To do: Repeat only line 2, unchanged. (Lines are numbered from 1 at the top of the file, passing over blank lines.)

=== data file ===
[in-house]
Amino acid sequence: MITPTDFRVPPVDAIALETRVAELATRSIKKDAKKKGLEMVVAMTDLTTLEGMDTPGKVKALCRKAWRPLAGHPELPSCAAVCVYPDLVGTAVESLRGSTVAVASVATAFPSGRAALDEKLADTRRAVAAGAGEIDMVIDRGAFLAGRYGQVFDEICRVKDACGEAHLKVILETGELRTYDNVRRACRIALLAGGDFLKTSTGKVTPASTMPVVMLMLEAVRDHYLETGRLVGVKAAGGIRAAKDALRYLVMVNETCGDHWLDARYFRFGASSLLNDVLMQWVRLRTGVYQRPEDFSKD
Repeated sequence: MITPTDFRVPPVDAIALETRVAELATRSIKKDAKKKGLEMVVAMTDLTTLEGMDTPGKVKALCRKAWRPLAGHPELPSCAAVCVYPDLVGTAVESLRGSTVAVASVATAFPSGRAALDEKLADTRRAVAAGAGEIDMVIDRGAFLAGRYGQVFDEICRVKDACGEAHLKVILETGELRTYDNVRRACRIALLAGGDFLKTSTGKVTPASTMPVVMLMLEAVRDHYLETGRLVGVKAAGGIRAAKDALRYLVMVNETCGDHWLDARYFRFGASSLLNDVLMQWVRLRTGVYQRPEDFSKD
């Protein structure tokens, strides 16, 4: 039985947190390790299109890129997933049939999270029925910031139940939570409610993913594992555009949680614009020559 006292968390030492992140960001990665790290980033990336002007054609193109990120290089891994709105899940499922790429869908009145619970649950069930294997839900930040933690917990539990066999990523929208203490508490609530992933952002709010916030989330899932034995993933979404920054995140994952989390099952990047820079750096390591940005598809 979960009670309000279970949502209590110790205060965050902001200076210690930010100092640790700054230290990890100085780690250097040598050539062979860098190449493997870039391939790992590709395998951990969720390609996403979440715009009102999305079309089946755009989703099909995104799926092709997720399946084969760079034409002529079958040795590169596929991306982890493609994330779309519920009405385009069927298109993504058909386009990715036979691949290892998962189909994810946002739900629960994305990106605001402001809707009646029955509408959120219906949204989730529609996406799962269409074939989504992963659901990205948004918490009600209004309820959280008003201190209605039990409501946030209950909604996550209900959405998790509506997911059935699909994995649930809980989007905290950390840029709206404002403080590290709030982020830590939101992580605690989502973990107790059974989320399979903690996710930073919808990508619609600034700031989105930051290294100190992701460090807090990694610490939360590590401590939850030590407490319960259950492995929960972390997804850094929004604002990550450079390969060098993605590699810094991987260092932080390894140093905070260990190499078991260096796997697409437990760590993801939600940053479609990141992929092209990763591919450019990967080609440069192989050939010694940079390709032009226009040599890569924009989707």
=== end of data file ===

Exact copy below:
Amino acid sequence: MITPTDFRVPPVDAIALETRVAELATRSIKKDAKKKGLEMVVAMTDLTTLEGMDTPGKVKALCRKAWRPLAGHPELPSCAAVCVYPDLVGTAVESLRGSTVAVASVATAFPSGRAALDEKLADTRRAVAAGAGEIDMVIDRGAFLAGRYGQVFDEICRVKDACGEAHLKVILETGELRTYDNVRRACRIALLAGGDFLKTSTGKVTPASTMPVVMLMLEAVRDHYLETGRLVGVKAAGGIRAAKDALRYLVMVNETCGDHWLDARYFRFGASSLLNDVLMQWVRLRTGVYQRPEDFSKD